US media reported last December about the role of conservative “dark money” and an unregistered lobbyist in seeking Presidential pardons from outgoing US President Donald Trump. According to a Daily Beast report on former Trump Justice Department official Matthew Whittaker;
December 1, 2021 In Donald Trump’s final months in office, lobbyists swarmed the White House in hopes of securing pardons for their clients. It was a cash bonanza for Beltway insiders aspiring to bend the aggrieved president’s ear, as disclosures required by federal law later revealed. But one person stands out among that crowd, both for his former role in the Trump administration and for the fact that he never registered as a lobbyist—even though he was being paid $400, 000 by a conservative “dark money” group that had tapped him to lead its efforts to secure pardons and commutations. Matthew Whitaker held senior roles in Trump’s Justice Department from September 2017 to February 2019, finishing off his DOJ tenure with a three-month stint as the acting attorney general. And when he finally departed the administration, he found quite the cushy gig: chairing a new project for the right-wing nonprofit FreedomWorks. The group brought Whitaker on in March 2020 to head up its new “American Freedom Initiative,” which FreedomWorks claimed “aims to recommend deserving individuals to the Trump administration for pardons and commutations.” A previously unreported federal filing from FreedomWorks, which does not have to disclose its donors, shows that the organization paid Whitaker $400, 000 last year in unspecified “consulting” fees. That role raises a number of ethical questions for Whitaker. He was directly involved in White House clemency negotiations possibly as late as Trump’s last full day in office, but never registered as a lobbyist while advocating for pardons—and FreedomWorks never named clemency issues in any of its 2020 lobbying reports. Still, Whitaker is listed as an advocate in two official announcements—the December clemency granted to convicted health-care fraudster Daniela Gozes-Wagner, and the last-minute conditional pardon extended to Stephen Odzer, who in 2006 pleaded guilty to more than $16 million in bank fraud.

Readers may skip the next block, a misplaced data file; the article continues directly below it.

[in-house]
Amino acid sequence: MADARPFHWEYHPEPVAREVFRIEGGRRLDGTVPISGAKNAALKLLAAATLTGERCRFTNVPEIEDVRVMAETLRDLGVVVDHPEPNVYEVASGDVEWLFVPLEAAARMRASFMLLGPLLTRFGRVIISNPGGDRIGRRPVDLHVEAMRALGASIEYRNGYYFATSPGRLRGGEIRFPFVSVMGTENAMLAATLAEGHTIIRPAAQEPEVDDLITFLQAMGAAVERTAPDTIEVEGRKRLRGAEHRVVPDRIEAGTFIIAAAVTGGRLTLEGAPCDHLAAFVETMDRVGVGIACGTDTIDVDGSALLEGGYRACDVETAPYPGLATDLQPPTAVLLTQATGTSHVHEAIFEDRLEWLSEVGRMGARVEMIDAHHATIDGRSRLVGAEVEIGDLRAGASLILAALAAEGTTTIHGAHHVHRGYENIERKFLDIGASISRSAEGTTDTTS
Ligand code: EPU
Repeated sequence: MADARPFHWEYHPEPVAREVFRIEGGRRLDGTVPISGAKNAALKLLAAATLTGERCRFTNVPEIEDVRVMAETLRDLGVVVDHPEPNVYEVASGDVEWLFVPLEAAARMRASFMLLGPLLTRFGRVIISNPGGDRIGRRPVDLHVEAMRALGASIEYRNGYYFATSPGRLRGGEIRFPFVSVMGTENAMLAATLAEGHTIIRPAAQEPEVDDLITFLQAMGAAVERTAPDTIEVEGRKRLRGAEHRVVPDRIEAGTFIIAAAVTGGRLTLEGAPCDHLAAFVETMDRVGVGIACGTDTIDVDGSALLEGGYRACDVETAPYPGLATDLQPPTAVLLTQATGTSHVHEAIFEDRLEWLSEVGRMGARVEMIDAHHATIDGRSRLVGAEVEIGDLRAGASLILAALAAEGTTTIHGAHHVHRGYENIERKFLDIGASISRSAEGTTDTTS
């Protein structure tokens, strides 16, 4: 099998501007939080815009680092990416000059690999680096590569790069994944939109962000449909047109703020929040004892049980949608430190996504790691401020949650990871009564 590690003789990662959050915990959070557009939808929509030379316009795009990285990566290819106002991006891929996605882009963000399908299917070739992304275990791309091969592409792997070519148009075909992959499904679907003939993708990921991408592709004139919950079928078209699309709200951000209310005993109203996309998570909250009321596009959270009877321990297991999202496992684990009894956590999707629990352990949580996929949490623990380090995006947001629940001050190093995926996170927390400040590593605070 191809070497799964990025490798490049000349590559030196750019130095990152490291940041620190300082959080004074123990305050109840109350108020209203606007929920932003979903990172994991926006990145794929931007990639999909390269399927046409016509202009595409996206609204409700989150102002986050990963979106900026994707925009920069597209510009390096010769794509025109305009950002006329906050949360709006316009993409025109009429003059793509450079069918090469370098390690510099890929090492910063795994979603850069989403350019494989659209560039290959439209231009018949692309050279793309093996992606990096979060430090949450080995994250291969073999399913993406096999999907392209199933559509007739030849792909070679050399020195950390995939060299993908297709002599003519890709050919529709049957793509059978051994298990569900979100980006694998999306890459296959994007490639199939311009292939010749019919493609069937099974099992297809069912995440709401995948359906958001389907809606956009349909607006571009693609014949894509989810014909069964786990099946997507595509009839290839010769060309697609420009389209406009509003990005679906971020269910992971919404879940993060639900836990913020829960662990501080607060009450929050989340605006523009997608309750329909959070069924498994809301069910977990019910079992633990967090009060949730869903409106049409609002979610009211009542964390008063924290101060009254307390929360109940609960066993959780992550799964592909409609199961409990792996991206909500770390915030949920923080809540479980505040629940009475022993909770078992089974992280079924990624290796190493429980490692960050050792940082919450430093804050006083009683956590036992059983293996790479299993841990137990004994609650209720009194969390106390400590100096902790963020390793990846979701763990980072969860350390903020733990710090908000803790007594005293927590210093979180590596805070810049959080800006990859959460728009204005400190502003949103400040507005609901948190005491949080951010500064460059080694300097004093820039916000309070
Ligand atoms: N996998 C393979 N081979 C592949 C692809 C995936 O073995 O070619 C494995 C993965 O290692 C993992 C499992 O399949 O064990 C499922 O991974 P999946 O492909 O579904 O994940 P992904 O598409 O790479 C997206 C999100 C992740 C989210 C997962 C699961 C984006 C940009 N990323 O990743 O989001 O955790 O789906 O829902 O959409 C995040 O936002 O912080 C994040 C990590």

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In the US, dark money generally refers to political spending by nonprofit organizations that are not required to disclose their donors. Such organizations can receive unlimited donations from corporations, individuals, and unions. The Global Influence Operations Report (GIOR) has reported on other instances where so-called dark money played a role in US politics.